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It has been more than one year since the Coronavirus pandemic wreaked havoc on the global population and the route of its transmission is still in discussion. Well, one may have hoped for the transmission to be controlled in one year, but some studies show the transmission is airborne. In the past, many studies including the one funded by the WHO found the evidence for this inconclusive. However, now a team of researchers/ experts has looked at research available in The Lancet and has concluded that there is a consistent and strong evidence showing that the primary transmission route of the novel Coronavirus is airborne.
What does it mean?
Till now, the SARS-CoV-2 has been believed to be large-droplet-borne and therefore, all the measures and guidelines were introduced accordingly. Now, the virus being airborne is a game-changer and public health measures will now be taken in account on this basis. Failure in doing so will lead to a large number of public unprotected. Dr Trisha Greenhalgh of the University of Oxford, who is also a lead author of the paper published said in a report (The IE) that now the emphasis on deep cleaning and frequent hand washing will be less. Proper ventilation will now be needed.
Now the need to monitor carbon dioxide and keep windows open for proper ventilation is the need of the hour. Apart from this, air filtration becomes necessary and people are advised to wear better-fitting masks when they are indoors. Greenhalgh added that attention should be given to 3Cs (as called by Japanese) and this includes avoiding any close contact, crowded places as well as closed spaces (poor ventilation).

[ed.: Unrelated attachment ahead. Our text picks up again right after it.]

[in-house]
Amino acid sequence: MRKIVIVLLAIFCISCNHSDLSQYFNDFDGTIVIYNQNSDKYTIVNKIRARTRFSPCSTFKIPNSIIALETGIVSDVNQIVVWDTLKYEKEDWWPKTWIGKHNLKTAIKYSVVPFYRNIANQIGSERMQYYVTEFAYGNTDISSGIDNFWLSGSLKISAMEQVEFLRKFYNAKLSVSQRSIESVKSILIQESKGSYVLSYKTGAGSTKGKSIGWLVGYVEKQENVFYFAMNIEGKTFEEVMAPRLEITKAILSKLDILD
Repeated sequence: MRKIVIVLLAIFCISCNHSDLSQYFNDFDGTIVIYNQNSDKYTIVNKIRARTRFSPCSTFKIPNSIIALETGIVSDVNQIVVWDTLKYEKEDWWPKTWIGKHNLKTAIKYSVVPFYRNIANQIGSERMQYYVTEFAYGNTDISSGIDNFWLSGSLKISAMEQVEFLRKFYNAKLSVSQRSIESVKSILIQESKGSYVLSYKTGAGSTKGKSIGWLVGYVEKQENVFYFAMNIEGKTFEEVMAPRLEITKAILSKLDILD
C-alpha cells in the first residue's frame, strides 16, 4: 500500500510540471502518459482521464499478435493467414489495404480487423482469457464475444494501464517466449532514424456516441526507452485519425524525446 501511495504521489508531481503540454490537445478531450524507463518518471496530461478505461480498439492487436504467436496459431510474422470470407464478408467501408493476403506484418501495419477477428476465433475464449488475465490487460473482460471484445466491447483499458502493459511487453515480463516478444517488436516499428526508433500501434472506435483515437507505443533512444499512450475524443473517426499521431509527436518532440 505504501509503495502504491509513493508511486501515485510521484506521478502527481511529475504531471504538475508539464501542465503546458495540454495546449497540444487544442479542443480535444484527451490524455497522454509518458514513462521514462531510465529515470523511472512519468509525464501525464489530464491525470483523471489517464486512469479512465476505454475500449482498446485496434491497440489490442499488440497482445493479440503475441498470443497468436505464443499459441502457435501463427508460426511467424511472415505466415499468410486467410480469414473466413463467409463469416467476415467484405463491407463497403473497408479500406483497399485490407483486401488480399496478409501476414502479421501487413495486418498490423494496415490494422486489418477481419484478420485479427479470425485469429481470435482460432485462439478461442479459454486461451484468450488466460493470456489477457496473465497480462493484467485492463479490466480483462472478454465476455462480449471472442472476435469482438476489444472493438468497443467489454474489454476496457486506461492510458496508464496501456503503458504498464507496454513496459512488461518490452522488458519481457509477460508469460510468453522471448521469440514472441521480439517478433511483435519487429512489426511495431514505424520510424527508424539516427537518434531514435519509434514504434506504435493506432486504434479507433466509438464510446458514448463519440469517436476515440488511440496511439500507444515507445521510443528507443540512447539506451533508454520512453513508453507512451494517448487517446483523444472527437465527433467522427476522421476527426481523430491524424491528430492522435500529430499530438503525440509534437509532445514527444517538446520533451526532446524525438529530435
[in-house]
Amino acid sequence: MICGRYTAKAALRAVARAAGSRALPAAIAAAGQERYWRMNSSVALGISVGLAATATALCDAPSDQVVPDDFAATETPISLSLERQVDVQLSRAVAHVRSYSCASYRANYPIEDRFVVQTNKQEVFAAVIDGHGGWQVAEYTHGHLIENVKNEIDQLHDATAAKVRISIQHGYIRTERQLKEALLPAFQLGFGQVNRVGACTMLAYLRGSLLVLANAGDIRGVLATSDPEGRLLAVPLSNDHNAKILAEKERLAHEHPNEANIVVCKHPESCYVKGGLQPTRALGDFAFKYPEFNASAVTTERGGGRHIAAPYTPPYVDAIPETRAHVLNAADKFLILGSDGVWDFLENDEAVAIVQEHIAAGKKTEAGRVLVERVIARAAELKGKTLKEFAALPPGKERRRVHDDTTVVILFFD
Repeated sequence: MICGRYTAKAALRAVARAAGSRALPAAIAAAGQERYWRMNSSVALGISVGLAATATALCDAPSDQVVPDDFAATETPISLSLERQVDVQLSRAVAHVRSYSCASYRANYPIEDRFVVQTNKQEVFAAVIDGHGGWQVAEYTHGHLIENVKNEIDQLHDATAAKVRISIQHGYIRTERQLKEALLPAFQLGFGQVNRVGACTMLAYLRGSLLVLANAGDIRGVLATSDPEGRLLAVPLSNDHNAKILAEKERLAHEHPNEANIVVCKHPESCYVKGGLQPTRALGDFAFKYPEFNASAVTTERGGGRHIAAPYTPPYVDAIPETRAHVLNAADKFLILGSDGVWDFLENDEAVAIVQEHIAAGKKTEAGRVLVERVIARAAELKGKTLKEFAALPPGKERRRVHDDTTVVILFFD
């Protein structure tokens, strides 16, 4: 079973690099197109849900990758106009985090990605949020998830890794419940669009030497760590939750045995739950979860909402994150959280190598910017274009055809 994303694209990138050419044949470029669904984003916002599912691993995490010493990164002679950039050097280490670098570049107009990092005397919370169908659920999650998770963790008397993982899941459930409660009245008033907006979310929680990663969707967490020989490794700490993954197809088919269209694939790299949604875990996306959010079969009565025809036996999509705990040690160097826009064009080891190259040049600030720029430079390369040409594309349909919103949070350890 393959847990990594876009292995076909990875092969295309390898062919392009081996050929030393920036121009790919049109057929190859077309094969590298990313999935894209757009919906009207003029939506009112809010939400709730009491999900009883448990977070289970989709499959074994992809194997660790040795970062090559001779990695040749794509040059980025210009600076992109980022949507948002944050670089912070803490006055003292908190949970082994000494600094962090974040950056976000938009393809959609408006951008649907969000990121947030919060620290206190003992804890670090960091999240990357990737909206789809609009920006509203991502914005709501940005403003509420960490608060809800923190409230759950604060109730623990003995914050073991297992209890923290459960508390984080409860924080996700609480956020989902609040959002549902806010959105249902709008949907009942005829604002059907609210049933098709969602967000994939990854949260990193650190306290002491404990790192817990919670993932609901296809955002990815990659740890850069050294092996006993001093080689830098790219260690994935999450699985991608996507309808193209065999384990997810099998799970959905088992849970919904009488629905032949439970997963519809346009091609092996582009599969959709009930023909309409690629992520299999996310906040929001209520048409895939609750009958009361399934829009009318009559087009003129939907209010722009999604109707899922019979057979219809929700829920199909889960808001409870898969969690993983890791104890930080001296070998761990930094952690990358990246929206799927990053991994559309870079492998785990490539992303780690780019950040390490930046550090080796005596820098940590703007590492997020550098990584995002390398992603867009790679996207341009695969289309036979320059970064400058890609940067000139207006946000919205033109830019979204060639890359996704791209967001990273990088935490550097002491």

Why COVID-19 is now being called airborne?
Over the past one year, many observations have been made and after this, ten key reasons have been concluded as to why the virus is airborne.
- There have been super-spreading events where Coronavirus was transmitted and the patterns have been consistent with airborne spread as droplets or fomites will not be able to cause a spread at this level.
- While long-range transmissions have been recorded in adjacent rooms in quarantine hotels, it has never been documented in each other’s presence.
- There are asymptomatic or pre-symptomatic cases that account for at least a third (up to 59 per cent) of all transmission globally and can be looked at as a key way the virus spreaded.
- The spread is more indoors when compared to outdoors, which usually happens in airborne routes of transmission.
- Despite the use of PPE kits and precautions to curb the spread (as per droplet transmission), new infections have been documented in healthcare organisations.
- Viable virus strains have been detected in the air and some lab experiments show that the virus can stay in air for up to 3 hours.
- Even in air filters and building ducts in hospitals where Covid-19 patients are present, SARS-CoV-2 has been identified.
- There are some studies that involve infected caged animals who were “connected to separately caged uninfected animals via an air duct” showed that the virus transmitted from there as well.
- The authors of the report noted that no such study has surfaced which refutes the hypothesis of Covid-19 being airborne.
- Even for other dominant routes like fomite or respiratory droplets, the evidence is limited.
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